Buddhism has exploded into multiple arenas of American life over the past few decades. Books on mindfulness proliferate in airport bookstores, saffron-robed monks rally for environmental causes and Asian American immigrants build golden stupas and sprawling temples in America’s cities.
In Asia, Buddhism flourishes not only as a religion but also as an integral part of the social and political fabric. Likewise, Buddhists and non-Buddhist in the West invoke, interpret and spread the tradition widely during the course of their lives. The dynamics of Buddhism in Asia, its practice in the diaspora and its innovative developments within American public life make us mindful that Buddhism is not only an ancient tradition but also a living one.
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- CommentaryReligious, Spiritual and “None of the Above”: How Did Mindfulness Get So Big?This post originally appeared on Religion Dispatches. The ever-growing popularity of mindfulness—from corporate boardrooms to inner-city schools—has finally made my academic interest a conversation-starter at dinner parties. “Ah, the Buddha was talking about cognitive …Topics: Buddhists and Buddhism, Creativity and Innovation, Meditation and Prayer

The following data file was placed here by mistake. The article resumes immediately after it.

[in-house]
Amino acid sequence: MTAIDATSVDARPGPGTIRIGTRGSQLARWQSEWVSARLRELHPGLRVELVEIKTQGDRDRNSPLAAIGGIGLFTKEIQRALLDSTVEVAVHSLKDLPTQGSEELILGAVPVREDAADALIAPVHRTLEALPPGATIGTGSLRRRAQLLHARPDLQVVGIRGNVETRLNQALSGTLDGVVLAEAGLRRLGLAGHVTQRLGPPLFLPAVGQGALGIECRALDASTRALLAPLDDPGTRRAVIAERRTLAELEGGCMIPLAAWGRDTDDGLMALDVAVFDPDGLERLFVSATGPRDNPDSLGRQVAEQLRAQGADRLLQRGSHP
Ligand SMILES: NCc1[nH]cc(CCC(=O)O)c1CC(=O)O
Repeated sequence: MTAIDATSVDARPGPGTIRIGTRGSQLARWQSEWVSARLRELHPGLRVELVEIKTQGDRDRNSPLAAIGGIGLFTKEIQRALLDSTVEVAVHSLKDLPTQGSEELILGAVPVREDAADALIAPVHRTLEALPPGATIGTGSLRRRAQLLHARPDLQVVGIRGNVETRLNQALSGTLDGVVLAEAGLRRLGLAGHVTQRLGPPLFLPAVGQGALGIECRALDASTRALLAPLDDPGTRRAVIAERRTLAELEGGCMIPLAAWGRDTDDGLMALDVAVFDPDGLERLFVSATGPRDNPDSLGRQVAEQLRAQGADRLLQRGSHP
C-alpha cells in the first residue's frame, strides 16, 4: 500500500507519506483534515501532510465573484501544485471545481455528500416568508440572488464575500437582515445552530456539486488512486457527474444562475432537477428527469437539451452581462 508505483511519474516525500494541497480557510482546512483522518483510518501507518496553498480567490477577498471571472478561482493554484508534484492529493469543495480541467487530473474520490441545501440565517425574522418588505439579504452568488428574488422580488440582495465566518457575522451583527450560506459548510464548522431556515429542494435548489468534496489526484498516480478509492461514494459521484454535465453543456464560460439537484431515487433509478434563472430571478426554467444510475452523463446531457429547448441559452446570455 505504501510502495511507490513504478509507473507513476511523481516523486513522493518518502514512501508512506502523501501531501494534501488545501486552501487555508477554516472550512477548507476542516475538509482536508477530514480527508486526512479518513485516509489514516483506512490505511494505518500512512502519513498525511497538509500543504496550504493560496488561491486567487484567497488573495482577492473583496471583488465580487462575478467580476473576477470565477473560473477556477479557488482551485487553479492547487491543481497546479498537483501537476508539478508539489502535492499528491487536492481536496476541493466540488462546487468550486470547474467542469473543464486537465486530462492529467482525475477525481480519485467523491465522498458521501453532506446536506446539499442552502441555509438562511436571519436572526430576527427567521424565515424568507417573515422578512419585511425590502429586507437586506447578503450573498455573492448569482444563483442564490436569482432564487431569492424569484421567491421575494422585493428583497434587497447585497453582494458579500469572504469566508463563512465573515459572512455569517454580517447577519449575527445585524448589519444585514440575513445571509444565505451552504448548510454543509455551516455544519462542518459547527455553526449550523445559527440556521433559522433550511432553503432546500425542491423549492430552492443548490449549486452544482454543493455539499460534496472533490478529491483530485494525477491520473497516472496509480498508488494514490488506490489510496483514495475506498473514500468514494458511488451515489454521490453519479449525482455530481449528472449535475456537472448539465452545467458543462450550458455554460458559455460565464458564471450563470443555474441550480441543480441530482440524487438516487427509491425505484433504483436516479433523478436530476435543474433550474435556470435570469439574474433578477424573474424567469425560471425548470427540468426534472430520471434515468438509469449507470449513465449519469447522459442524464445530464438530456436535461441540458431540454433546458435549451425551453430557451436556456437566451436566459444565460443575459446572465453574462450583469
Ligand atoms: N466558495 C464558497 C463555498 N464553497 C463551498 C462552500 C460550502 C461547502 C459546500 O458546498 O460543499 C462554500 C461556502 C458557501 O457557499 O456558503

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“While much of what has been written about the contemporary mindfulness movement concerns the so-called secularization of the Buddhist path of awakening, this phenomenon can also provide us with some specific insights about spirituality in America.”
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- Nalika GajaweeraResearch AssociateNalika Gajaweera is a cultural anthropologist specialized in Buddhism, transnationalism and ethics, with an area expertise in South Asia.
- Lori MeeksLori Meeks studies the social and cultural history of Buddhism in Japan, particularly related to the role of women.
- Nick StreetSenior WriterNick Street is a journalist covering religious change and innovation, Buddhism, Pentecostalism and LGBT issues.